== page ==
YOKOTA AIR BASE, Japan — As the entire military grapples with a rising tide of suicides despite years of fighting what some call an epidemic, the Army will take a day to focus on the problem and how to prevent it.
In the coming days, soldiers from Germany to South Korea to the Pentagon will be attending mandatory suicide prevention training, followed by additional programs or activities chosen by local leaders that promote getting help and recognizing when others might need it, too.
Army Vice Chief Staff Gen. Lloyd J. Austin III ordered the “stand down” following the release of figures indicating 38 soldiers killed themselves in July. So far this year, 187 soldiers — 116 on active duty — are believed to have died by their own hands.
“Suicide is the toughest enemy I have faced in my 37 years in the Army,” said Austin, who oversees suicide issues as the Army’s No. 2 officer. “Ultimately we want the mindset across our force and society at large to be that behavioral health is a routine part of what we do and who we are.”
A theme in this latest Army campaign is that all soldiers — from generals to GIs — are responsible for helping prevent suicide. The message differs slightly from Defense Secretary Leon Panetta’s recent take on the issue, which focused on holding the brass more accountable for curbing the disturbing rates.
“Leaders ought to be judged by how they lead on this issue,” Panetta told USA Today earlier in September, national suicide prevention month.
The 38 suspected suicides in July — two confirmed and 36 still under investigation — account for the highest monthly number since the Army began keeping detailed records in 2009 and is a significant jump from 24 potential suicides in June.
The Army had 283 confirmed suicides in 2011.
“I am very sad to report that if the current trend continues, that number will be surpassed in 2012,” Maj. Gen. Michael T. Harrison, commander of U.S. Army Japan, said in a video posted on the command’s Facebook page. “It is an epidemic that is weakening the very fiber of our Army and tearing us apart from the inside.”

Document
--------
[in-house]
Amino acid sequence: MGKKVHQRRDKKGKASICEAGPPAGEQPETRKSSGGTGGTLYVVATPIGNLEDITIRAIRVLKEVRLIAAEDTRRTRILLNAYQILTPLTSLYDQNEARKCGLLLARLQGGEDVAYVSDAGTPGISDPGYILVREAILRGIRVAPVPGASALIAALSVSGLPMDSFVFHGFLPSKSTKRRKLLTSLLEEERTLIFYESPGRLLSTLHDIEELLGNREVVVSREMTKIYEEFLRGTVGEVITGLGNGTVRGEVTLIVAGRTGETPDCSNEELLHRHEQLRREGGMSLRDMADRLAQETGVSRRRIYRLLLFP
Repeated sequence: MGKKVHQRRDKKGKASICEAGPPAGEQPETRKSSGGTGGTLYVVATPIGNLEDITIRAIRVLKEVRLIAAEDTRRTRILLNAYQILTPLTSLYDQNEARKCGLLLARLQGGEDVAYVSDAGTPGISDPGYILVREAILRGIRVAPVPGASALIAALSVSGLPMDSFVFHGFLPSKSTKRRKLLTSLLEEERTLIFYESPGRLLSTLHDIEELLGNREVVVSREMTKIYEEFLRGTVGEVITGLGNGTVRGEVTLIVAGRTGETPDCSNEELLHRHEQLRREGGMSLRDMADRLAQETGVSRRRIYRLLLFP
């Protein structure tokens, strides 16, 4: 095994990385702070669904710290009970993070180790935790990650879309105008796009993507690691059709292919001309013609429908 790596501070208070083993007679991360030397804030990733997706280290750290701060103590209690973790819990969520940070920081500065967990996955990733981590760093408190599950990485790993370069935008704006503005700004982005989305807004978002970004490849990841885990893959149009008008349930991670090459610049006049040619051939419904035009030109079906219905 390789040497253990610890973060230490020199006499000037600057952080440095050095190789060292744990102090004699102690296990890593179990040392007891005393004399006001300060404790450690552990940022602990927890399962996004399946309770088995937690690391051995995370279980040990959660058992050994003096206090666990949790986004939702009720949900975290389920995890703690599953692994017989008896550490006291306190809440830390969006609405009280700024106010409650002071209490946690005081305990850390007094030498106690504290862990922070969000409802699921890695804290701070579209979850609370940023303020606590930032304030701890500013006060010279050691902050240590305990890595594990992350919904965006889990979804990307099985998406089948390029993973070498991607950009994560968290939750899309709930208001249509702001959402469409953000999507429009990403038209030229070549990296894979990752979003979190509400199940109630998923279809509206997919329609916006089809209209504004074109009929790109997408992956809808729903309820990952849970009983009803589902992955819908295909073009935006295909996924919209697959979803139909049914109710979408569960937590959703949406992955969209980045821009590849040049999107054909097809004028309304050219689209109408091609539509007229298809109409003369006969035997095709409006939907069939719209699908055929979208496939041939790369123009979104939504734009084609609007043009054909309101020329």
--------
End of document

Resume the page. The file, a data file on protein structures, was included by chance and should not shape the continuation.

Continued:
Since 2001, 1,334 soldiers have committed suicide, Defense Department figures show.
Along with the standardized training provided by Army headquarters this week and next, soldiers stationed in Japan will attend a reading of the Greek tragedy Ajax — the story of a soldier so consumed by rage that he kills himself — by a group that calls itself “Theater of War.” The professional acting troupe has been touring military bases for several years and was requested by USARJ.
“It’s designed to create an emotional and dramatic environment to get people to talk about how they’ve been dealing with post-traumatic stress and stress in general,” said Maj. Randall Baucom, spokesman for USARJ. The performance will be followed by an audience discussion led by the actors and Army mental health professionals.
“The message is very clear: Take interest in your people as a leader and look out for your battle buddy,” Baucom said. “It’s your job to be a little bit nosy when somebody’s struggling.”
That concept is flourishing in the Army’s 2nd Infantry Division in South Korea, which has suffered no suicides among its 9,000 soldiers since September 2010, unit spokesman Lt. Col. Joe Scrocca said.
Reports of suicidal thoughts or gestures among 2nd ID soldiers have risen dramatically over the past 18 months, but actual attempts have decreased, Scrocca said.
“While the initial ideations are going up, awareness is also up,” he said. “We’re happy to see people recognizing soldiers who need help early on and then helping them get it.”
About 80 percent of the prevention is attributed to non-professionals – fellow soldiers, NCOs, dependents and others – as opposed to mental health professionals or chaplains, he said.
The 2ID’s success also stems from what Scrocca called a unique resiliency program that expands upon the Army’s standard suicide prevention training and which all incoming soldiers are required to attend.
Most of the division’s soldiers are new to the Army and have yet to deploy to a combat zone when they get to Korea, giving 2ID a two-fold advantage on suicide prevention, Scrocca said: Newbie soldiers are less prone to suicide than those who have been to war, and they are clean slates upon which to build their conceptions of suicide and suicide prevention, such as dispelling the long-held military fear that reaching out for help eventually will lead to discharge.
“There is nothing official or unofficial that would lead to discharging someone for a suicide ideation…It has nothing to do with the re-enlistment process,” Scrocca said.
The Army held a suicide prevention stand down in 2009 focused on training leaders in outreach and suicide warning signs. This year’s program involves a more holistic approach to beating the epidemic, said Walter O. Morales, chief of the Army Suicide Prevention Program.